During this period the idea of economic autonomy of Donbas was actively supported. However, this was not “separatism” as there were no anti-Ukrainian aspects of this idea. Moreover, at that time the miners were hated by the Communists, who accused them of destroying the Soviet Union. Autonomy for Donetsk workers at that time meant that the oblast could feed itself.

                          “There were demands for the autonomy of Donbas – but do not be confused with the current requirement for the autonomy of Donbas. These are two different things. Then, the idea was to allow the oblasts of Ukraine to determine their own budgets. In fact, yes it’s decentralization. We understand that now what is meant by “decentralization” is creating new centers that will eventually result in losing control over Ukrainian territory. That time there were no separatist ideas like we are with Russia, it was not that like. These words sound the same, but the meaning was different”, says Sergiy.

                          The coal mining is very important for the region and especially for the cities which are centered around large industrial enterprises. So that when on top of all the other problems of the mid-90s, many mines were closed because of the demands of the IMF, it became a real tragedy. Many small cities in Donbas withered away.

                          The people in power in Kyiv found a way to give hope to the Donbas miners: by making the miners’ leaders representatives in the Ukrainian central government.”


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                          • The Donbass protests you haven’t heard of
                            EUROMAIDAN PRESS Olena Makarenko 2016/01/29 Part 2

                            Part Three: The Final Compromises
                            The hope brought by sending representatives to Kyiv could not last forever. Inflation was growing. People were receiving millions in cash but could not buy anything with it. With a month’s wages people across the country could buy only a week’s worth of products. The situation was aggravated by the fact that workers stopped receiving their wages. There were mines were people have been paid their full wage for 12 months. Some months they received part of their pay, sometimes they did not receive any. The people of the country were working as slaves without any guarantees that they would eventually be paid. Some found a way to at least feed themselves and their families by stealing, for example, metal from factories. And these were people who did not usually steal.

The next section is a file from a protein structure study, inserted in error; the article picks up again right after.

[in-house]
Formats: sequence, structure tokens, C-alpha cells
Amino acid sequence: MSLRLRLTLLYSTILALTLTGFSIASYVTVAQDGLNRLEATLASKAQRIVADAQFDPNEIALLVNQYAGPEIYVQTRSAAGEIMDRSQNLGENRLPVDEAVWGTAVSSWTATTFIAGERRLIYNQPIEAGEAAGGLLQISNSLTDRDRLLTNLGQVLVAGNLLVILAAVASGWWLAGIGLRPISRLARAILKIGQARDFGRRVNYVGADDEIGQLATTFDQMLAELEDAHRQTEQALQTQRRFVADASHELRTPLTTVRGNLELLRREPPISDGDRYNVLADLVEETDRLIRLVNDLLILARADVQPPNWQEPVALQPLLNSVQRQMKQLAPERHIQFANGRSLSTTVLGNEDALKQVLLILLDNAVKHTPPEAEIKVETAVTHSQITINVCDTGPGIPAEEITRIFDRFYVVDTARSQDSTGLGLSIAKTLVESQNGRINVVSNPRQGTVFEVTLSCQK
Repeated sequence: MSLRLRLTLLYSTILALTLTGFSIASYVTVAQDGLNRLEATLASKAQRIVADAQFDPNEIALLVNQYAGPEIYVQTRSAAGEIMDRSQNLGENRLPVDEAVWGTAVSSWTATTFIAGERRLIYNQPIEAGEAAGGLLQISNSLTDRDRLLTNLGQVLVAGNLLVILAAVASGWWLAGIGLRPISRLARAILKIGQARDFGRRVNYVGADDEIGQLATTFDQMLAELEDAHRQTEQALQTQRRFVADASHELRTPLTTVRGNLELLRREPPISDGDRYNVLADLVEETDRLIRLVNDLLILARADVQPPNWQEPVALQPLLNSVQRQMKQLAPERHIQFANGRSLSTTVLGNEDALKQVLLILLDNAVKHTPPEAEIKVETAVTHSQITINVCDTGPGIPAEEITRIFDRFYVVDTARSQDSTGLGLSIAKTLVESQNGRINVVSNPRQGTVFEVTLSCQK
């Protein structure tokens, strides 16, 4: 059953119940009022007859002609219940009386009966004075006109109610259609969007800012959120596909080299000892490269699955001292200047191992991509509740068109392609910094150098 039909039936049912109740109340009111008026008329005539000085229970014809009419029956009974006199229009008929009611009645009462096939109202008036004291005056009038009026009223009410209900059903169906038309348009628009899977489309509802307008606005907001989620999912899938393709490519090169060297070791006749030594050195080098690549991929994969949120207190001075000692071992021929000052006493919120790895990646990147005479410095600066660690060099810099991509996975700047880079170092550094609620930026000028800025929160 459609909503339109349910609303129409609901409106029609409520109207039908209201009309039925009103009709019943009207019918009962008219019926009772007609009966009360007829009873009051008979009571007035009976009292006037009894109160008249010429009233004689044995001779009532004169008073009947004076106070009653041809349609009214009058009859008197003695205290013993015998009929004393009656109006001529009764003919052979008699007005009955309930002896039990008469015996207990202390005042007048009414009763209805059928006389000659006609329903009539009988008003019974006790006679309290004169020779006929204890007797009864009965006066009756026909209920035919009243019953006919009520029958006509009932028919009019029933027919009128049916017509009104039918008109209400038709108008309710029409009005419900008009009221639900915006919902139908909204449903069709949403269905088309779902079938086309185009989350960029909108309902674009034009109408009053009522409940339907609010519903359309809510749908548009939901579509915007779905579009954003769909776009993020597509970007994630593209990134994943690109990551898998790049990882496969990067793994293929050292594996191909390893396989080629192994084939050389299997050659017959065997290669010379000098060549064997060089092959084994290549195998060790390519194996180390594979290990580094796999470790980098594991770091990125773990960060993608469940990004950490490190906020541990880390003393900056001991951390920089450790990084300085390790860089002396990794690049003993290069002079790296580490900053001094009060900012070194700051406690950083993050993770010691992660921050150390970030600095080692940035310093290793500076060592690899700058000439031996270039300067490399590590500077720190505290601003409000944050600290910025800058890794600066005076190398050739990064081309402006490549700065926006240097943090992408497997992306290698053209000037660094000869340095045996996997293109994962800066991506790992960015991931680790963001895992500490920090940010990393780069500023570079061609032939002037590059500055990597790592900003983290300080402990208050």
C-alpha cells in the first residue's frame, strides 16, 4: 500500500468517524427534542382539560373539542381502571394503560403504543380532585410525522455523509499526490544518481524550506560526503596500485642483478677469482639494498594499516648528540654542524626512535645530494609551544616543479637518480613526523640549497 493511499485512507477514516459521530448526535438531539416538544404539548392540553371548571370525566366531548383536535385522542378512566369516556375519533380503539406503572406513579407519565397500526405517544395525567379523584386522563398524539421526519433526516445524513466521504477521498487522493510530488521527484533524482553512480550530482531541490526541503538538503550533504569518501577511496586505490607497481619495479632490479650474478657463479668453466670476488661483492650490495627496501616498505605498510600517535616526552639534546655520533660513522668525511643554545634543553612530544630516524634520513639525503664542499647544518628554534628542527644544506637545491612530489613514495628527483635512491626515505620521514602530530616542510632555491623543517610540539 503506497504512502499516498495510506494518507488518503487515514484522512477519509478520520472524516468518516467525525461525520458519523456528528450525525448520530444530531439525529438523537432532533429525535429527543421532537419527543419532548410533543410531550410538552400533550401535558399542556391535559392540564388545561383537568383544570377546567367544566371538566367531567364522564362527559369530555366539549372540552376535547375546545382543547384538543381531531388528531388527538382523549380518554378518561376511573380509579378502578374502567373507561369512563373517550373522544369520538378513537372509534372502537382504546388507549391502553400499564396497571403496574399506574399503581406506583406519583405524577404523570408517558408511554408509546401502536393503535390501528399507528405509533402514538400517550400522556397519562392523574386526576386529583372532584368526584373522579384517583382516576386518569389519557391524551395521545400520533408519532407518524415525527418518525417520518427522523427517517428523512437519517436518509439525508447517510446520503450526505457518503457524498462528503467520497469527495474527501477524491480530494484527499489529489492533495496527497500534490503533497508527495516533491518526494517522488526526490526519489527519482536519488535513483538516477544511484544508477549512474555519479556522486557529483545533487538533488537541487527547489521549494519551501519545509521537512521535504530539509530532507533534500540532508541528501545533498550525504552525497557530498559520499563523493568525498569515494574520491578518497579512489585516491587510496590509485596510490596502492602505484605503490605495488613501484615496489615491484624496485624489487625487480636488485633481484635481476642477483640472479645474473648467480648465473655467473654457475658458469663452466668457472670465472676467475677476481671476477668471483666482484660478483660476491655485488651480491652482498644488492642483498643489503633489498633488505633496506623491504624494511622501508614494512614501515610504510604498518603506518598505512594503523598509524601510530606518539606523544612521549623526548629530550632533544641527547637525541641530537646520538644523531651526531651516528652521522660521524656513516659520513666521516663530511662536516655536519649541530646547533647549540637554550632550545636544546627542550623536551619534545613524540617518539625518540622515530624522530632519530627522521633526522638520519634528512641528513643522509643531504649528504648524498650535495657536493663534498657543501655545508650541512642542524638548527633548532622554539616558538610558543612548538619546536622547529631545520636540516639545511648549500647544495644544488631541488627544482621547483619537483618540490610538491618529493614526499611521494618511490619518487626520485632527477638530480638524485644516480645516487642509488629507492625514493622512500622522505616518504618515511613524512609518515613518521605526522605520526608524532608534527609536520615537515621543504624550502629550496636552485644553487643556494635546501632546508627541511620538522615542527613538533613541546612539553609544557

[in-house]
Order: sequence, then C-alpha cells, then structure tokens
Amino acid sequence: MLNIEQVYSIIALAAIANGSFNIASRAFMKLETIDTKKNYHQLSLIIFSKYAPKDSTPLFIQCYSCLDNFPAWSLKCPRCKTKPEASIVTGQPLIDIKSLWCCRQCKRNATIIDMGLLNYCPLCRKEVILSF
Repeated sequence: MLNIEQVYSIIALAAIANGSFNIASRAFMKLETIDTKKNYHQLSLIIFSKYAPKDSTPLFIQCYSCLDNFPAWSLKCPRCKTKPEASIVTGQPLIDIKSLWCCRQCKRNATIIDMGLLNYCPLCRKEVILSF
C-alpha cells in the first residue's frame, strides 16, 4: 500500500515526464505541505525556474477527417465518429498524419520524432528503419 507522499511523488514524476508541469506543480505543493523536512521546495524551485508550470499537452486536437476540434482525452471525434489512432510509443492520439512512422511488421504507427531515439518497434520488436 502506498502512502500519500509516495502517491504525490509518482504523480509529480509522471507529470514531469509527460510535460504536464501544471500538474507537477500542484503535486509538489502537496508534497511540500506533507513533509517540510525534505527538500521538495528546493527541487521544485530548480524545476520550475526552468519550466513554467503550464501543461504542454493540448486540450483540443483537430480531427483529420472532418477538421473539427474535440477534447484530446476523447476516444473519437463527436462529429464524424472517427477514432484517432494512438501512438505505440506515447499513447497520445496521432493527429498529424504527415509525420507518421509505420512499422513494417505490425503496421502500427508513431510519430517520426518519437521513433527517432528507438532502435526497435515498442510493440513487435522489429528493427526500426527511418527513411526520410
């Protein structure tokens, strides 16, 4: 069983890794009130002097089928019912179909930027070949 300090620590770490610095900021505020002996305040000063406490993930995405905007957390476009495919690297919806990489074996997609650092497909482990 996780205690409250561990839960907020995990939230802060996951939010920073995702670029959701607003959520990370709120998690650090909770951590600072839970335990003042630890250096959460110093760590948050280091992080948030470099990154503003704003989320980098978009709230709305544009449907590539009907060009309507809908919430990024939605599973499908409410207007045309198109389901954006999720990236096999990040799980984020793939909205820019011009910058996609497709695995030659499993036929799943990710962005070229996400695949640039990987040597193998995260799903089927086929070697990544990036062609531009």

In this catastrophic situation, the miner’s movement served as a kind of constraining factor for the political elite. The miners were fighting for their rights and for the rights of millions of their fellow citizens.

                            In 1996 the Strikes Committee called for new protests. Thousands people from the mines came on to the streets again, but it did not help. They then started to block railways and highways. They stopped the traffic arteries all across Donbas. There was no transport around Donetsk. Only ambulances and trucks with bread and some necessary products could reach the city.

                            In a manner almost the same as what took place during the Euromaidan and Orange revolutions, pro-governmental militias were also present in the Oblast, waiting to disperse the protest movement. That time this coercive power was not used and only the leaders of the movement “paid” for the protests when they were arrested.

                            Also the TV propaganda machine was working against the miners. They were depicted as people who did not want to work, and journalists were saying that going on strike was criminal. Meanwhile in 1997, the court proceedings against the leaders of the miners’ strikes started. They were accused with anti-governmental actions. The movement could not survive without its leaders, and that is how railway strikes ended.

                            In 97-98 the movement was already dying. However, one episode of the strikes in Luhansk region which is not often mentioned in Ukrainian history is worth examining. In the summer of 1998 miners from across the oblast organized a permanent protest in Luhansk. They set up a camp and people rotated in and out of the camp. Their demands were simply to receive what they had earned. This protest was dispersed by the Berkut, the unit which is now sadly famous for attacking Euromaidan activists.

                            “…The Berkut attacked the people. There were shouts. Sticks were flashing in the air, they beat heads and shoulders. People were knocked down. All the strikers merged into a shouting clump of about 100 men with a large dark blue epicenter. 6 or 7 Berkut surrounded every miner knocked to the ground …”, wrote a member of the Independent Miners Trade Union about the events of 24th of August 1998. A few months later the movement experienced another sad event. One miner burned himself alive in protest against the sardonic policy of the mine where he used to work.

                            Even though at that time the miners started protest marches towards Kyiv, the movement was dying. Sergiy described the mood of the people in late 90s: